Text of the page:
(CIDRAP Source Weekly Briefing) – Because most people feel ambivalent about possible future pandemics, communicating effectively with them requires skillful balance on a wide range of communication ‘seesaws.’What I call the “seesaw” is a fundamental aspect of pandemic risk communication. People who are ambivalent—that is, people who are torn between two competing opinions—tend to resolve their ambivalence by favoring the viewpoint everyone else seems to be ignoring.The pandemic seesaw I discussed in my last column is the alarm-versus-reassurance seesaw. Here’s a brief summary: Some audiences for your risk communication are profoundly ambivalent about whether to shrug off the possibility of a pandemic or to worry about it and take precautions. Not all audiences are like that. Some are uninformed and uninterested and have no strong opinion. Some have already decided they’re taking pandemic risks seriously or they’re not. But some are ambivalent. And those ambivalent audiences will tend to worry all the more if your communications strike them as overly reassuring, while they’ll be inclined to shrug off the risk if your communications seem excessively alarmist.Effective risk communicators therefore try to adjust the level of alarm or reassurance in their pandemic messages on the basis of two factors: how alarmed or reassured they believe their audience currently is, and how alarmed or reassured they think it should be. You choose your seat on the seesaw with care, depending on which seat you want to entice your audience to choose.Alarm versus reassurance isn’t the only pandemic-related seesaw. There are many, including the following four.1. Confidence versus tentativenessIf you keep insisting you know what you’re doing and the situation is under control, stakeholders will start thinking you don’t and it isn’t. We’ll feel paradoxically more confident about your leadership when you point out (confidently) that influenza is always unpredictable, that managing a pandemic requires a lot of guesswork, and that there are bound to be some mistakes.As David Heymann (currently the World Health Organization’s executive director of communicable diseases) said during the SARS crisis: “We are building our boat and sailing it at the same time.” People tended to have a lot of confidence in Heymann. They had confidence not despite his acknowledgments of uncertainty but because of them. (Heymann is also very competent—but not all competent leaders generate confidence.)2. Your fault versus somebody else’sBlame is yet another seesaw. When things go wrong, there are almost always ways in which the trouble is genuinely your fault—and ways in which the fault lies elsewhere. If you blame yourself more, people blame you less. If you’re too quick to say it’s not your fault, people decide it is.This is one of the things Johnson & Johnson (J&J) got right during the 1982 Tylenol poisonings. The company blamed itself for having insufficiently tamper-proof packaging. So the ambivalent public decided the poisonings weren’t J&J’s fault, and the brand quickly recovered.3. Prepared versus unpreparedAs every business continuity manager knows, preparedness isn’t a toggle switch. You’re never fully prepared. You just keep trying to get more prepared. You always have a list of additional steps you could take. Some of them are low on your priority list; others you really expect to get to when you find the time and the budget.Have you prepared enough? Not enough? Too much? That’s the preparedness seesaw. If you tell ambivalent people you’re ready to cope with a pandemic, expect them to reproach you with everything on your list that you haven’t done. If you tell people you need a lot more resources to get ready, expect them to look hard at all the money you’ve already spent. Continuity managers would do well to think about this seesaw before heading into a budget meeting.Ironically, emergency preparedness experts have spent decades haranguing anyone who will listen that “We’re not prepared enough!” Usually the public and the money people aren’t listening. Once in a while, though, the whole society starts wondering if maybe we’re not prepared enough. That happened after Katrina, and it happened when people first woke up to the risk of pandemic flu. And that’s exactly when many emergency preparedness experts started feeling defensive—and found themselves claiming that they were really quite well prepared already. Instead of managing the seesaw, they let themselves get seesawed.4. Low frequency versus high magnitudeA severe pandemic is a low-frequency, high-magnitude risk—horrific but unlikely in any given year. Since “horrific” and “unlikely” lead to opposite conclusions about the importance of precautions, people are torn. You need your management, employees, and other stakeholders to keep both halves of this ambivalence in mind. If they forget it’s horrific, they’ll consider precautions a waste of time. If they forget it’s unlikely, they’ll blame you when it doesn’t happen soon.People new to the pandemic issue have no opinion. You need to teach them that a severe pandemic would be horrific, and you need to teach them that it’s unlikely in any given year. Then they’ll start to feel some ambivalence.Presumably, you want them to resolve their ambivalence in the end by putting more stress on “horrific” than on “unlikely.” You want them to think, “Yeah, a severe pandemic probably won’t happen soon, but look how bad it could get.” So you need to locate yourself on the seesaw’s other seat. Your core message to your ambivalent audiences: “Yeah, a severe pandemic could get really bad, but it probably won’t happen soon.”You still need to explain why you believe it is important to prepare for that low-frequency, high-magnitude worst-case pandemic. But you need to ground the explanation in an accurate (and vivid) depiction of how horrific a worst case might be, not in a misleading claim that it’s likely.And you need to stay firmly on the low-probability side of the seesaw. Give people the information they need to reach their own judgment that not preparing would be unconscionably irresponsible. Tell people you agree with this judgment—but come closer to “admitting” your agreement than to “proclaiming” it. Keep reminding everyone that a severe pandemic will probably never materialize anytime soon, that many pandemic precautions, though absolutely essential, will very likely be wasted.A playground of seesawsThese four are the tip of the iceberg. Once you start looking for seesaws, you’ll find a lot of them. Is everything a seesaw, then? Nope. When people are uninterested and uninformed, they’re unlikely to have two conflicting opinions. They probably have no opinion at all. Then the game is follow-the-leader, not seesaw. You can offer up your opinion without getting a paradoxical response.But as people start paying closer attention to pandemic issues, they are likely to acquire some ambivalence. And as soon as you sense ambivalence rather than apathy, start playing seesaw.An internationally renowned expert in risk communication and crisis communication, Peter Sandman speaks and consults widely on communication aspects of pandemic preparedness. Dr. Sandman, Deputy Editor, contributes an original column to CIDRAP Source Weekly Briefing every other week. Most of his risk communication writing is available without charge at the Peter Sandman Risk Communication Web Site, which includes an index of pandemic-related writing on the site.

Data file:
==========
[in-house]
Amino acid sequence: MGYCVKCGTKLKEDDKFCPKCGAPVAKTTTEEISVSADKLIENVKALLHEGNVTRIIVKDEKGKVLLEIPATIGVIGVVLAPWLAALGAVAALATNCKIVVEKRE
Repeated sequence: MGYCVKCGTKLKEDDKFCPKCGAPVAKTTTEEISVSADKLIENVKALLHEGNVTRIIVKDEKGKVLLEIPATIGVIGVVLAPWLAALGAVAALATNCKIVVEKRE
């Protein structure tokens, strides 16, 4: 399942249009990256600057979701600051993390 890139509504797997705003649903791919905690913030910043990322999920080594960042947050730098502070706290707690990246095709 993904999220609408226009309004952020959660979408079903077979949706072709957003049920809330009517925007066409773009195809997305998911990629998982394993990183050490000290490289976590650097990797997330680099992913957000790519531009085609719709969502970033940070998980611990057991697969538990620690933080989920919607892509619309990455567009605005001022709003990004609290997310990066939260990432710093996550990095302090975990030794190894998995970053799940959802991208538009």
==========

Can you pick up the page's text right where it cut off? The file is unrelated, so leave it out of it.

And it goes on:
Late Model points are unofficial for 2016IMCA Late Models – 1. Rob Toland, Davenport, Iowa, 800; 2. Luke Goedert, Guttenberg, Iowa, 797; 3. Darrel DeFrance, Marshalltown, Iowa, 793; 4. Tyler Droste, Waterloo, Iowa, 786; 5. Joel Callahan, Dubuque, Iowa, 779; 6. Matt Ryan, Davenport, Iowa, 760; 7. Andy Nezworski, Buffalo, Iowa, 754; 8. Chad Holladay, Muscatine, Iowa, 752; 9. Jeremiah Hurst, Dubuque, Iowa, 743; 10. Allan Hopp, Harlan, Iowa, 742; 11. Jason Hahne, Webster City, Iowa, 726; 12. Joe Zrostlik, Long Grove, Iowa, 718; 13. Nick Marolf, Wilton, Iowa, 711; 14. Ryan Griffith, Webster City, Iowa, 702; 15. Curt Schroeder, Newton, Iowa, 692; 16. Ben Seemann, Waterloo, Iowa, 690; 17. Jonathan Brauns, Muscatine, Iowa, 685; 18. Travis Denning, Sterling, Ill., 681; 19. Randy Havlik, Ankeny, Iowa, 680; 20. Tyler Bruening, Decorah, Iowa, 677.Xtreme Motor Sports IMCA Modifieds – 1. Jordan Grabouski, Beatrice, Neb., 1,200; 2. Chris Abelson, Sioux City, Iowa, 1,192; 3. Cory Sample, Winnemucca, Nev., 1,183; 4. Eddie Kirchoff, Gillette, Wyo., 1,167; 5. A.J. Ward, Ionia, Mich., and Kelly Shryock, Fertile, Iowa, both 1,162; 7. Matt Cole, Vestal, N.Y., and Ricky Stephan, South Sioux City, Neb., both 1,156; 9. Jason Wolla, Ray, N.D., 1,154; 10. Ronn Lauritzen, Jesup, Iowa, 1,153; 11. Jacob Murray, Hartford, Iowa, 1,148; 12. Steven Bowers Jr., Topeka, Kan., 1,143; 13. Will Ward, Cobleskill, N.Y., 1,139; 14. Dustin Smith, Lake City, Iowa, 1,137; 15. Rob VanMil, Barnesville, Minn., 1,136; 16. Tyler Frye, Belleville, Kan., 1,133; 17. Tim Ward, Harcourt, Iowa, 1,129; 18. Kyle Brown, Madrid, Iowa, 1,126; 19. Mitch Morris, Long Grove, Iowa, 1,125; 20. Myron DeYoung, Stanton, Mich., 1,114.IMCA EMI RaceSaver Sprint Cars – 1. Andy Shouse, Mustang, Okla., 769; 2. Michael Stien, Ceylon, Minn., 759; 3. Marcus Thomas, Corsicana, Texas, 758; 4. Tyler Drueke, Eagle, Neb., 757; 5. Jason Martin, Lincoln, Neb., 751; 6. Clint Benson, Papillion, Neb., 743; 7. Robert Vetter, Wolfe City, Texas, 740; 8. Zach Blurton, Quinter, Kan., 730; 9. Chad Wilson, North Richland Hills, Texas, 729; 10. Colin Smith, Sheldon, Iowa, and Raven Culp, Mesquite, Texas, both 728; 12. Kenneth Duke, Selinsgrove, Pa., 723; 13. Scott Lutz, Jonestown, Pa., 714; 14. Brandon Allen, St. Peter, Minn., 712; 15. Zach Newlin, Millerstown, Pa., 710; 16. Dalton Stevens, Scurry, Texas, and Tyler Russell, Abbott, Texas, both 707; 18. Michelle Melton, Flower Mound, Texas, 706; 19. Luke Cranston, Holcomb, Kan., 694; 20. John Ricketts, Burleson, Texas, 691.IMCA Sunoco Stock Cars – 1. Mike Nichols, Harlan, Iowa, 1,200; 2. Travis Van Straten, Hortonville, Wis., 1,191; 3. Damon Murty, Chelsea, Iowa, 1,183; 4. Derek Green, Granada, Minn., 1,180; 5. Dustin Larson, Worthington, Minn., 1,169; 6. Donavon Smith, Lake City, Iowa, 1,165; 7. David Smith, Lake City, Iowa, 1,164; 8. Westin Abbey, Comanche, Texas, 1,159; 9. Chad Bruns, Wakefield, Neb., 1,151; 10. Kyle Pfeifer, Hill City, Kan., 1,144; 11. John Oliver Jr., Danville, Iowa, and Dan Mackenthun, Hamburg, Minn., both 1,141; 13. Brian Blessington, Breda, Iowa, 1,140; 14. Jason Rogers, Selden, Kan., 1,139; 15. Casey Woken, Norton, Kan., and Kirk Martin, Weatherford, Texas, both 1,138; 17. Matt Speckman, Sleepy Eye, Minn., 1,134; 18. Chris Mills, Sioux City, Iowa, 1,133; 19. Ron Pettitt, Norfolk, Neb., 1,119; 20. Greg Gill, Muscatine, Iowa, 1,116.IMCA Sunoco Hobby Stocks – 1. Shannon Anderson, Des Moines, Iowa, 1,196; 2. Cory Probst, Brewster, Minn., 1,193; 3. Cody Nielsen, Spencer, Iowa, 1,192; 4. Justin Luinenburg, Reading, Minn., 1,190; 5. Damon Richards, David City, Neb., 1,162; 6. Eric Stanton, Carlisle, Iowa, and John Watson, Des Moines, Iowa, both 1,156; 8. Andrew Bertsch, Minot, N.D., and TeJay Mielke, Norfolk, Neb., both 1,155; 10. Roy Armstrong, Beatrice, Neb., and Brady Bencken, Oakley, Kan., both 1,149; 12. Tiffany Bittner, Hampton, Neb., 1,135; 13. Jason Wilkinson, Neligh, Neb., 1,131; 14. Drew Barglof, Sioux Rapids, Iowa, 1,130; 15. Austin Jahnz, Lewisville, Minn., 1,127; 16. August Bach, Newton, Iowa, 1,124; 17. Dave Riley, Sioux City, Iowa, 1,120; 18. Leah Wroten, Independence, Iowa, 1,119; 19. Jeremy Hoskinson, Norfolk, Neb., 1,118; 20. Jeff Ware, Columbus, Neb., 1,116.Karl Chevrolet Northern SportMods – 1. Daniel Gottschalk, Ellis, Kan., 1,200; 2. Tony Olson, Cedar Rapids, Iowa, 1,197; 3. Tyler Soppe, Sherrill, Iowa, 1,196; 4. Kyle Prauner, Norfolk, Neb., 1,189; 5. Doug Smith, Lanesboro, Iowa, 1,184; 6. Matthew Looft, Swea City, Iowa, 1,167; 7. Clinton Luellen, Minburn, Iowa, 1,161; 8. Robby Rosselli, Minot, N.D., 1,160; 9. Jared VanDeest, Holland, Iowa, 1,157; 10. Johnathon Logue, Boone, Iowa, and Jesse Skalicky, Fargo, N.D., both 1,152; 12. Nick Meyer, Whittemore, Iowa, 1,148; 13. Lucas Lamberies, Clintonville, Wis., 1,147; 14. Jake McBirnie, Boone, Iowa, 1,146; 15. Joey Gower, Quincy, Ill., 1,141; 16. Karl Brewer, Vermillion, S.D., and Nelson Vollbrecht, Stanton, Neb., both 1,133; 18. Erik Laudenschlager, Minot, N.D., 1,131; 19. Kelly Jacobson, Fargo, N.D., 1,128; 20. Randy Roberts, Boone, Iowa, 1,124.Scoggin-Dickey Parts Center Southern SportMods – 1. Jeffrey Abbey, Comanche, Texas, 1,190; 2. Ronnie Welborn, Princeton, Texas, 1,155; 3. Cory Williams, Slaton, Texas, 1,130; 4. Kamera Kaitlin McDonald, Keller, Texas, 1,059; 5. Taylor Florio, Copperas Cove, Texas, 998; 6. James Hanusch, Belton, Texas, 947; 7. Dustin Leatherman, Muskogee, Okla., 942; 8. Thomas Walp, Olney, Texas, 930; 9. Robert Scrivner, Waco, Texas, 924; 10. Cullen Hill, Healdton, Okla., 869; 11. James Skinner, Burleson, Texas, 862; 12. Justin Nabors, Kemp, Texas, 781; 13. Jake Upchurch, Grand Prairie, Texas, 780; 14. Dustin Robinson, Post, Texas, and Jessie Hoskins, Longdale, Okla., both 776; 16. T.J. Green, Robinson, Texas, 759; 17. Logan Ellis, Wagoner, Okla., 755; 18. Austin Gooding, Fort Worth, Texas, 731; 19. Garett Rawls, China Spring, Texas, 718; 20. Scott Gray, Vernal, Utah, 699.Mach-1 Sport Compacts – 1. Nate Coopman, Mankato, Minn., 1,194; 2. Ramsey Meyer, Pierce, Neb., 1,185; 3. Brendon Yamry, Rice, Minn., 1,170; 4. Tyler Thompson, Sioux City, Iowa, 1,148; 5. Scott Spellmeier, Beatrice, Neb., 1,142; 6. Shannon Pospisil, Norfolk, Neb., 1,137; 7. Cody Van Dusen, Atalissa, Iowa, and Jay DeVries, Spencer, Iowa, both 1,133; 9. Richard Crow, Grand Island, Neb., 1,131; 10. Brooke Fluckiger, Columbus, Neb., 1,127; 11. Jake Newsom, Sioux City, Iowa, 1,120; 12. Lance Mielke, Norfolk, Neb., 1,116; 13. Kaytee DeVries, Spencer, Iowa, 1,111; 14. Luke Jackson, South Sioux City, Neb., 1,099; 15. Levi Heath, Wilton, Iowa, 1,098; 16. Joe Bunkofske, Armstrong, Iowa, 1,093; 17. Dustin Jackson, Oneill, Neb., 1,088; 18. Jed Trebelhorn, Winthrop, Minn., 1,086; 19. Randy Nelson, Albion, Neb., 1,069; 20. Colby Kaspar, Columbus, Neb., 1,062.
But Ibe said other team’s results were of no consequence to them. “The manager didn’t want to focus on any other team, just focus on us and keeping that consistency, keeping winning games and trying to get the three points,” he said. “It was great to get the three points and keep climbing the table. We just need to keep doing well. “With good players coming back in, also (Philippe) Coutinho as well, hopefully we will climb even higher. “Anything is possible right now. We will take it game by game and do it again on Wednesday (against Southampton in the Capital One Cup). “I was just happy with the result, keeping that consistency with three wins on the bounce – hopefully we can make it a fourth.” There does appear to be a growing momentum under Klopp but he cannot see it himself yet. “Maybe I should feel it but I don’t. We play again on Wednesday, that is my problem,” said the German, who apart from the international break has had a midweek game every week of his tenure since October 17. Liverpool’s rise under Jurgen Klopp has seen them move to within six points of Premier League leaders Manchester City but forward Jordon Ibe insists they are not looking at anyone else but themselves. Sunday’s 1-0 win over Swansea – Klopp’s first at home in the league since taking over from Brendan Rodgers – made it six victories in the last seven matches in all competitions but more importantly lifted them into sixth place and saw the return of long-term injured duo Jordan Henderson and Daniel Sturridge. They are four points behind fourth-placed Arsenal, who could only draw at Norwich at the same time the Reds were grinding a way past the Swans, and two adrift of Tottenham, who were held to a goalless draw by Chelsea earlier in the day. “I would like to feel better and say ‘Three days off celebrating a good week’ but we don’t have time for this. “We are on the road next week (at Southampton and then Newcastle on Sunday) so it is difficult – but of course we feel good. “Monday we will be back in the race and preparing for Southampton.” There was more good news from Klopp with playmaker Coutinho in contention for the trip to the south coast. “Philippe had a very intensive session on Saturday but we decided two or three days ago that we didn’t want to risk [him] for this game,” he added. “Now I think he’s fit. I think he’s ready for Southampton.” Defeat at Anfield may have not done much for Swansea’s poor run of results which now extends to one win since the end of August but the performance encouraged under-pressure manager Garry Monk, who rejected accusations the players were not delivering for him. “Anyone who suggests that would be very stupid,” he said. “I never have any doubt in these players and how good they are, what they are capable of. “We have worked hard to put a week of working into these players but unfortunately like every team you go through a difficult period. “Of course results are the be-all and end-all, we have to get points on the board but if you perform like that with those principles and work ethic you have confidence results will begin to pick up real soon. “It is my responsibility to get results and I understand that and you can’t continue to not get points. “It is only a matter of time before results turn and you will see us flying again.” Press Association